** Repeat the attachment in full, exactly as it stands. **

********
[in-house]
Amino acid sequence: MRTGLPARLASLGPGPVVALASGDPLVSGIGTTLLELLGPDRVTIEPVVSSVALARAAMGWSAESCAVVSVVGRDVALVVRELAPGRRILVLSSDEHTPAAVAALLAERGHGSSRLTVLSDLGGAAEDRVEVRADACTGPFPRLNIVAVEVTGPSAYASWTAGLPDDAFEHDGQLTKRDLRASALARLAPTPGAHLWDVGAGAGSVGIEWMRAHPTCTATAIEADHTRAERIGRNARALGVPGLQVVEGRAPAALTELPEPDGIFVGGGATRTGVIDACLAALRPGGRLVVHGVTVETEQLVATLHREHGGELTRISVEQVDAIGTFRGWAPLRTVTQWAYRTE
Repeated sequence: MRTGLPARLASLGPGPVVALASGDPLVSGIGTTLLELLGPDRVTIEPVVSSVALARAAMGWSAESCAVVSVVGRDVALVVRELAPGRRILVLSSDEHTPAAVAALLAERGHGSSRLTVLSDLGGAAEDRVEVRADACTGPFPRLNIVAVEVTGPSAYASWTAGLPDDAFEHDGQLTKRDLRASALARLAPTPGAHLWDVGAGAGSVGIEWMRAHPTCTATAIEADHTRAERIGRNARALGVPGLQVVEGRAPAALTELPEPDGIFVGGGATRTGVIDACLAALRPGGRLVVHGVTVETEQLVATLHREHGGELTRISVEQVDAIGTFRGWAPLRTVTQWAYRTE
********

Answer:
[in-house]
Amino acid sequence: MRTGLPARLASLGPGPVVALASGDPLVSGIGTTLLELLGPDRVTIEPVVSSVALARAAMGWSAESCAVVSVVGRDVALVVRELAPGRRILVLSSDEHTPAAVAALLAERGHGSSRLTVLSDLGGAAEDRVEVRADACTGPFPRLNIVAVEVTGPSAYASWTAGLPDDAFEHDGQLTKRDLRASALARLAPTPGAHLWDVGAGAGSVGIEWMRAHPTCTATAIEADHTRAERIGRNARALGVPGLQVVEGRAPAALTELPEPDGIFVGGGATRTGVIDACLAALRPGGRLVVHGVTVETEQLVATLHREHGGELTRISVEQVDAIGTFRGWAPLRTVTQWAYRTE
Repeated sequence: MRTGLPARLASLGPGPVVALASGDPLVSGIGTTLLELLGPDRVTIEPVVSSVALARAAMGWSAESCAVVSVVGRDVALVVRELAPGRRILVLSSDEHTPAAVAALLAERGHGSSRLTVLSDLGGAAEDRVEVRADACTGPFPRLNIVAVEVTGPSAYASWTAGLPDDAFEHDGQLTKRDLRASALARLAPTPGAHLWDVGAGAGSVGIEWMRAHPTCTATAIEADHTRAERIGRNARALGVPGLQVVEGRAPAALTELPEPDGIFVGGGATRTGVIDACLAALRPGGRLVVHGVTVETEQLVATLHREHGGELTRISVEQVDAIGTFRGWAPLRTVTQWAYRTE